The gear engages effortlessly and you will feel the difference between gear 1 and 2. Just imagine it to be like going from cog #4 to cog #1 on a 9 speed cassette. If you mistakenly shifted to gear 2 while trying to stop, the gear isn’t too tall that you couldn’t get started, you just have to put more effort onto the pedals.
The only downside to this bike were its funky pedals. I’ve never been a fan of that style. It felt like the outer portion of my foot was slipping off. Other than that, the Torker KB2 is fun, reliable and very affordable ($399). To add a quick note, I never experienced any type of mechanical issues with the bike during my test. With that being said, if you’re in the market for a simple, yet totally unique and durable commuter bike, make sure you check out the Torker KB2, you’ll dig it!
In 2008 when gas prices were at their highest, we had seen the biggest increase in our readership as well as bike commuters on the road.
With all this talk that gas prices are expected to burst through the $4.00 per gallon mark by the end of summer, I’m left wondering if people will take to the streets again on their bikes or will people simply adjust?
This morning I was on my way to work with a new test bike (more on that later) that we received and as I am riding, I noticed to my left was my neighbor’s car. She honked the horn, I waved. We approached Cal State Fullerton, traffic gets a bit heavier. With hundreds of students on the streets, the road can become a parking lot really fast. As I was rolling along, I kept tabs on my neighbor’s Dodge Neon. I wanted to see if I could either keep up with her car or beat it. With all the street traffic, I was able to keep moving on the right side the of road as she sat stuck in her lane. The stretch of road we were both on was about 1.5 miles long. At a certain point I was leading the way. But when the road opened up and the speed limit went from 35 to 45mph, she took off leaving me behind.
But the story doesn’t end there. When I got to my office, I checked my watch and saw that I had actually arrived 5 minutes faster than I would have if I drove. I began to think, “could my bike be faster than my car?” The obvious answer to that is YES. Well, technically its not. But for my commute to work it is. Plus its cheaper too!
I’m sure most of you already know this, but I’ll say it again. Bike Commuting is way cheaper than car commuting. But before I get on my tangent, let me give you some background. I’m an IT 2.0 big wig for my employer. I oversee various locations in SoCal as well as throughout the US. On any given day of the week, I may have to jump in my car to take care of things at our Factory or retail stores. So that leaves me in the car most of the week. If I want to bike commute, I’d have to do some careful planning on my schedule and in the event I have to drive somewhere, I’d have to make sure the company car is available.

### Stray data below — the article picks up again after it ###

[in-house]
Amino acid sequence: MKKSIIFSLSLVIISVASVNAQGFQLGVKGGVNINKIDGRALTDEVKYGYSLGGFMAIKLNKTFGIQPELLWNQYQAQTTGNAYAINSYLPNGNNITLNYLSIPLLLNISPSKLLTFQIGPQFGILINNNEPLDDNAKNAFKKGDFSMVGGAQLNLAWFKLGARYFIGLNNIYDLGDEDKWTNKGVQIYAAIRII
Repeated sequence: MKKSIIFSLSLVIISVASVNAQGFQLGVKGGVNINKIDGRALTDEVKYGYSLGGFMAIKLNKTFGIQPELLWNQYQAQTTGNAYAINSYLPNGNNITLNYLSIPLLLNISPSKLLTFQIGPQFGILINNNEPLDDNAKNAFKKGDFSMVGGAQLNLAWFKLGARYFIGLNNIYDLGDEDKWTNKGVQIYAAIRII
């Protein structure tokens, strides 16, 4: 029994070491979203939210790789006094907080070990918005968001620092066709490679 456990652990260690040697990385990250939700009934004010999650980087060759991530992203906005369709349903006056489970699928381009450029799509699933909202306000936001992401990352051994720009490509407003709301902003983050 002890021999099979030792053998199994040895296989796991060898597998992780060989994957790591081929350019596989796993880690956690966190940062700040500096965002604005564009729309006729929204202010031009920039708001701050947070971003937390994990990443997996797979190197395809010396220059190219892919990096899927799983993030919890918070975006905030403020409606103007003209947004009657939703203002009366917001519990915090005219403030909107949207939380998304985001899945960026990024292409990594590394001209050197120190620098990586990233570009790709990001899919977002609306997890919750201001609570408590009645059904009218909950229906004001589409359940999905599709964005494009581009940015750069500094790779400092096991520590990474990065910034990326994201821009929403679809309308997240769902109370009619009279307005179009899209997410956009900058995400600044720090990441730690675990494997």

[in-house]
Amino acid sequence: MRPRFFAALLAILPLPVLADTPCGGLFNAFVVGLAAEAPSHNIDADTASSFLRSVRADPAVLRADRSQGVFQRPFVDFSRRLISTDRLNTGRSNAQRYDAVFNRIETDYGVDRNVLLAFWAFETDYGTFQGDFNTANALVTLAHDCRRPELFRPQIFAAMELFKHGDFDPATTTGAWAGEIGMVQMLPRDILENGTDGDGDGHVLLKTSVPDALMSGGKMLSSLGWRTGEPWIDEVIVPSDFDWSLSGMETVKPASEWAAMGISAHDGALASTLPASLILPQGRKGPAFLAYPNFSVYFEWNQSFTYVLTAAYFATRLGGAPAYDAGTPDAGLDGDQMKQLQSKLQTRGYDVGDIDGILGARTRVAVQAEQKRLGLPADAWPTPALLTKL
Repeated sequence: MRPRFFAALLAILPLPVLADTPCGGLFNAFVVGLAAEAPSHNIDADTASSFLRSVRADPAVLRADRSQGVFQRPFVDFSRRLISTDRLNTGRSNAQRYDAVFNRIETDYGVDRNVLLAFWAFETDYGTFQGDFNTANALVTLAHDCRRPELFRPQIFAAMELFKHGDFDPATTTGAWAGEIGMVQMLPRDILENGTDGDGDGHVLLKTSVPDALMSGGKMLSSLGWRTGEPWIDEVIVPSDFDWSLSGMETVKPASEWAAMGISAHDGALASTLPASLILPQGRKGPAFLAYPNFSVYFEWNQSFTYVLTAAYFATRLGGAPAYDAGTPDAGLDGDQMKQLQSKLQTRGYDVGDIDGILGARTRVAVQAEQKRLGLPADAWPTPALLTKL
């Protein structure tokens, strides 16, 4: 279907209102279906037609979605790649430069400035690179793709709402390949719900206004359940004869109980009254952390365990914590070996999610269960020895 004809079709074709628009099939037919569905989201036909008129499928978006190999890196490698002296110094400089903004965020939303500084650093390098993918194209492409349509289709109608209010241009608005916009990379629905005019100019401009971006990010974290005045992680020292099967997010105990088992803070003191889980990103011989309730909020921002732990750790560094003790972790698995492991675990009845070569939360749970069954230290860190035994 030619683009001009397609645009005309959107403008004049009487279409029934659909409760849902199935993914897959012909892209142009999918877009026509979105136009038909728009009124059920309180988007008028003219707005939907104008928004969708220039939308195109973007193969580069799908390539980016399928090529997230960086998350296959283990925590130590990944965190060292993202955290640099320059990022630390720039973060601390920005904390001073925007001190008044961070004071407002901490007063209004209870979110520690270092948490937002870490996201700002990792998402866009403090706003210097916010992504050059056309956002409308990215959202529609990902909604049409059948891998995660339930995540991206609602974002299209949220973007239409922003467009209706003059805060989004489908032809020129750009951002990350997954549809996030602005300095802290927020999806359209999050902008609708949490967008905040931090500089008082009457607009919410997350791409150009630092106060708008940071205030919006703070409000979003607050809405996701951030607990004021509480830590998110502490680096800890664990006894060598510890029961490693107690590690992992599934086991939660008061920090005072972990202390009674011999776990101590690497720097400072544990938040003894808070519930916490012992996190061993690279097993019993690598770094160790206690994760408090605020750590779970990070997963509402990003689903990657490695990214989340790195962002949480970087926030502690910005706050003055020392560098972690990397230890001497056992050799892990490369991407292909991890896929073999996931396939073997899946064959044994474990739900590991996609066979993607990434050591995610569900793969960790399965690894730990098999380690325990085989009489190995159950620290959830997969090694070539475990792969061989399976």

Ok now back to the whole bike/car cheaper thing. Recently, my aging car has been in need of some major repairs. My clutch needed to be replaced, that was $500, then my suspension is going out, another $550, my brakes, $100, a wheel bearing $50 and I had to replace my tires at $300, that’s friggin’ $1500!!!! With that in mind, I’ve come to the conclusion that my bike is cheaper than my car. That doesn’t even include the cost of gas, maintenance, and insurance.
Now that the initial sticker shock of the cost of repairs has subsided, I’ve decided to start relying less on my car than I normally do. I’m not about to sell my car. Why? It’s because I do need it to make a living. So don’t start ranting and raving that I should go car-free and all that jazz. Some people can do it, but personally I can’t (due to my profession). Anyhow, I’m getting all side tracked. What I’m trying to say is that I’m going to start limiting my time with my car.
For starters, if I can get on the bike at least 2-3 times a week, then that should make some sort of difference in my wallet as well as my health. I told my wife about my idea and she was all for it, she even said, “Wonderful! You can lose weight at the same time!” Not sure if she was implying that I am fat….regardless, I have her support.
I know that my efforts aren’t as grand as some of you who are on bikes 10 days out of the week or the kind like Ghost Rider and Russ Roca who don’t actually own a car, but this has invigorated my bike commuting spirit once again. Funny thing is, as I was riding in this morning, I kept singing to myself with a made up Adam Sandler-esque song…”I’m riding my bike…oooh yeah, I’m on my bike and you’re not! (as I pass cars in traffic)….I couldn’t believe how happy I was on the bike. It felt like I was high! Not that I’d know what that feels like since I’m a good boy, but I think you can relate.